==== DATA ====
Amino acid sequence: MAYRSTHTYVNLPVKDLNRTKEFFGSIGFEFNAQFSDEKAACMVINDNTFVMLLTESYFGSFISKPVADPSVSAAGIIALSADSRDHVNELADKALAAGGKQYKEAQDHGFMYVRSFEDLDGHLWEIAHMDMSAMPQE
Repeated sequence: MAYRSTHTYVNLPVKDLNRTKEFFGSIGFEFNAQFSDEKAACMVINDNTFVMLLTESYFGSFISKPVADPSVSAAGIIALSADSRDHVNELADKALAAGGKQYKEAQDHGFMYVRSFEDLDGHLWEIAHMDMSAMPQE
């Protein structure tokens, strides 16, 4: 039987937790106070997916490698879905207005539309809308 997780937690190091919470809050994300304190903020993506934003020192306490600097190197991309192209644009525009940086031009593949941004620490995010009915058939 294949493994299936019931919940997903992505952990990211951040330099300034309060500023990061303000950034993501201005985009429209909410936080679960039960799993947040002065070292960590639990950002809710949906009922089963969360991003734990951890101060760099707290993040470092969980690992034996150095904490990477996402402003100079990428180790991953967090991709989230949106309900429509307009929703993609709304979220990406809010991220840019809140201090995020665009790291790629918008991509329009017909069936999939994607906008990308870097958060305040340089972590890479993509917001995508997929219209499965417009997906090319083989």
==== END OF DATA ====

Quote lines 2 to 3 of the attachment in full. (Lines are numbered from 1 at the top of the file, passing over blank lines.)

Repeated sequence: MAYRSTHTYVNLPVKDLNRTKEFFGSIGFEFNAQFSDEKAACMVINDNTFVMLLTESYFGSFISKPVADPSVSAAGIIALSADSRDHVNELADKALAAGGKQYKEAQDHGFMYVRSFEDLDGHLWEIAHMDMSAMPQE
């Protein structure tokens, strides 16, 4: 039987937790106070997916490698879905207005539309809308 997780937690190091919470809050994300304190903020993506934003020192306490600097190197991309192209644009525009940086031009593949941004620490995010009915058939 294949493994299936019931919940997903992505952990990211951040330099300034309060500023990061303000950034993501201005985009429209909410936080679960039960799993947040002065070292960590639990950002809710949906009922089963969360991003734990951890101060760099707290993040470092969980690992034996150095904490990477996402402003100079990428180790991953967090991709989230949106309900429509307009929703993609709304979220990406809010991220840019809140201090995020665009790291790629918008991509329009017909069936999939994607906008990308870097958060305040340089972590890479993509917001995508997929219209499965417009997906090319083989």